Lt. Gen. Robert Milstead, deputy commandant of manpower and reserve affairs, began 2012 with news that no one would want to learn. The three-star manpower chief of the Marine Corps had been diagnosed with an aggressive form of prostate cancer.
His diagnosis was the result of a battery of tests that began in November last year, as part of his annual physical. The sign that something was wrong came from the score on his prostate-specific antigen (PSA) test, which had increased when compared against the previous year.
Lt. Gen. Milstead shared: “Once they told me, ‘You’ve got cancer,’ I said, ‘Whoa’… The C-word can be intimidating. The range of options goes from denial to acceptance, and I think I was able to jump pretty quickly up to, ‘OK, I’ve got cancer. How am I going to deal with this?’”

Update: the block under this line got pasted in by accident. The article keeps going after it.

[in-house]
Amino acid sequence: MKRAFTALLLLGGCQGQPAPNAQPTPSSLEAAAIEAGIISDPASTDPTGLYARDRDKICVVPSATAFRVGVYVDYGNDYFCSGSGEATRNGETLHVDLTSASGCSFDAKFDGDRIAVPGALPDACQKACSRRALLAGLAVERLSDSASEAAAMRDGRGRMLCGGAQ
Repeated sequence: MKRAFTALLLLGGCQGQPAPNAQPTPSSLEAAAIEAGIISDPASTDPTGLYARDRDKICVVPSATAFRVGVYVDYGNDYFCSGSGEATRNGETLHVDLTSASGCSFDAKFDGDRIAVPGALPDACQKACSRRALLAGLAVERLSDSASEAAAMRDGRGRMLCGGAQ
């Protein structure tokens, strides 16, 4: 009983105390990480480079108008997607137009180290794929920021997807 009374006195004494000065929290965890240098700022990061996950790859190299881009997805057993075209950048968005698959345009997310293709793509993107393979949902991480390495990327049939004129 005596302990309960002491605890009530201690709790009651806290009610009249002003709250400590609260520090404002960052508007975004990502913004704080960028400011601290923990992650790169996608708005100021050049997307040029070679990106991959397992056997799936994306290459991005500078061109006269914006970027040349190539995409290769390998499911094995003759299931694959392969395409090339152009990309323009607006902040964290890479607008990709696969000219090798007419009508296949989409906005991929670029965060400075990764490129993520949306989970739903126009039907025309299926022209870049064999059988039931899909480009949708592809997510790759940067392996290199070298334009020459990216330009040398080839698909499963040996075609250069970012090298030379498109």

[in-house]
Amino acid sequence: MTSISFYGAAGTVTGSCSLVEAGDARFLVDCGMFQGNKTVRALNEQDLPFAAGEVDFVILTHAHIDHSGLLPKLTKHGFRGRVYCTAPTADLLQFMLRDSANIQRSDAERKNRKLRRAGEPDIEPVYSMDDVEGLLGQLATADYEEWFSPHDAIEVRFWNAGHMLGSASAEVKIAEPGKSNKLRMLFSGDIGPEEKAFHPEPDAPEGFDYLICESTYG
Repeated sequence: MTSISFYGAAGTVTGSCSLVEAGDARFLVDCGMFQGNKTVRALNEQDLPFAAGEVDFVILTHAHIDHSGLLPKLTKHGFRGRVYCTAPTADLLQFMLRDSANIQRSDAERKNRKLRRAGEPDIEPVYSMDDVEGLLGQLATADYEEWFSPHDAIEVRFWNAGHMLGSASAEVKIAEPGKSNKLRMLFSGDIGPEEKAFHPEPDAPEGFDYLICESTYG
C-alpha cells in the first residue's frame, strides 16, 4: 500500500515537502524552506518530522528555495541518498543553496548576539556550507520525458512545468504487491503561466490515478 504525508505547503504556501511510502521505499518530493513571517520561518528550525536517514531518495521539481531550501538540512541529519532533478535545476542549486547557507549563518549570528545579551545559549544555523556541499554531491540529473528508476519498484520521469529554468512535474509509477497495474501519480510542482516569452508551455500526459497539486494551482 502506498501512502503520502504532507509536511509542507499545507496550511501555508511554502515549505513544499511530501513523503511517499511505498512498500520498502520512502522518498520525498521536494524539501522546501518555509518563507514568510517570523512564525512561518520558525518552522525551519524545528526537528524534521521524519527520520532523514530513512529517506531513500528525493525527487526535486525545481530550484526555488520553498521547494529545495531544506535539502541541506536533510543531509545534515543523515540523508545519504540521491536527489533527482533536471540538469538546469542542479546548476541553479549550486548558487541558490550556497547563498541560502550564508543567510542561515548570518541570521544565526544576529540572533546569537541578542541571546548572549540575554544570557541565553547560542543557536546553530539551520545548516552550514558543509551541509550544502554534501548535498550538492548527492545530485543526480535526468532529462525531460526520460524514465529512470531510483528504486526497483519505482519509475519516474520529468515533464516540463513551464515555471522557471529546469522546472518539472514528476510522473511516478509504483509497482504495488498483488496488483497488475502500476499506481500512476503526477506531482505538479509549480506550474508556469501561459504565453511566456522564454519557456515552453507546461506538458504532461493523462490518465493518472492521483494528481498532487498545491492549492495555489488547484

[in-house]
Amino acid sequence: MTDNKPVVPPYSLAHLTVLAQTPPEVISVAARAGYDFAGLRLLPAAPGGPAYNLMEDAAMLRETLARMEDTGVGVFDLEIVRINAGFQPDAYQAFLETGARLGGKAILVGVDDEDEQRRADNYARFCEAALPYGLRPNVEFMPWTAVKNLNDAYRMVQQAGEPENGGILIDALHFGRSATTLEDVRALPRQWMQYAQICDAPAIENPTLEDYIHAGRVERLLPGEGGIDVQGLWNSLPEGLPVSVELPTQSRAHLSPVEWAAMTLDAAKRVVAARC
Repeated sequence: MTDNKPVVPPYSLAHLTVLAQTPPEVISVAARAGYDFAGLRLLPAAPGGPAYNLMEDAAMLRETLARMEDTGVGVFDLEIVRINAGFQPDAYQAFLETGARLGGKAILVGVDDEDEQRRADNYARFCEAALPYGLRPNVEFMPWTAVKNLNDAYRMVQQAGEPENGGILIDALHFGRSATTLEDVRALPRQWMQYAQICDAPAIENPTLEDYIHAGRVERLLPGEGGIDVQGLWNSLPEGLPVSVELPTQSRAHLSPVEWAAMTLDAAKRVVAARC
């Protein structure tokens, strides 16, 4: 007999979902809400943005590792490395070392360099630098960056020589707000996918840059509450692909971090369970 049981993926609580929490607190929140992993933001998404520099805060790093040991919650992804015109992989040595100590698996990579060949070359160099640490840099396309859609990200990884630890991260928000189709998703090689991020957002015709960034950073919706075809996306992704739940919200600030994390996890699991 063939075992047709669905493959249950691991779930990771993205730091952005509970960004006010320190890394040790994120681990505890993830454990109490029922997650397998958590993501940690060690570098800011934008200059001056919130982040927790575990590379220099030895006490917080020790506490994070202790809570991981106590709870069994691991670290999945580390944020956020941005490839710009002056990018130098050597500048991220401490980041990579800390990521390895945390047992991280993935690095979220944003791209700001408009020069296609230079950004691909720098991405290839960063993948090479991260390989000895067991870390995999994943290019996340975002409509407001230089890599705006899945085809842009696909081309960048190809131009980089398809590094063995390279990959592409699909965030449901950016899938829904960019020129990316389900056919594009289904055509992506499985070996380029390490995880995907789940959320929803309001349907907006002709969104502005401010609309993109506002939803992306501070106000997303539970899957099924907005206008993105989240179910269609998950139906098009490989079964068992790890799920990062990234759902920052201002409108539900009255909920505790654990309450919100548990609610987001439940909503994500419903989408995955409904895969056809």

Last February 28, the general underwent surgery to remove his prostate. He is sharing his story, he said, in order to help raise awareness regarding the importance of annual physical exams and regular screenings. He shared further that he sought to undergo screening as his father and paternal grandfather were both treated for prostate cancer.
“This is a huge fraternity,” Milstead shared. “You’ve got a better chance as a man of getting prostate cancer than you do as a female of getting breast cancer. It’s not a club I ever wanted to join, but I’m a card-carrying member now.”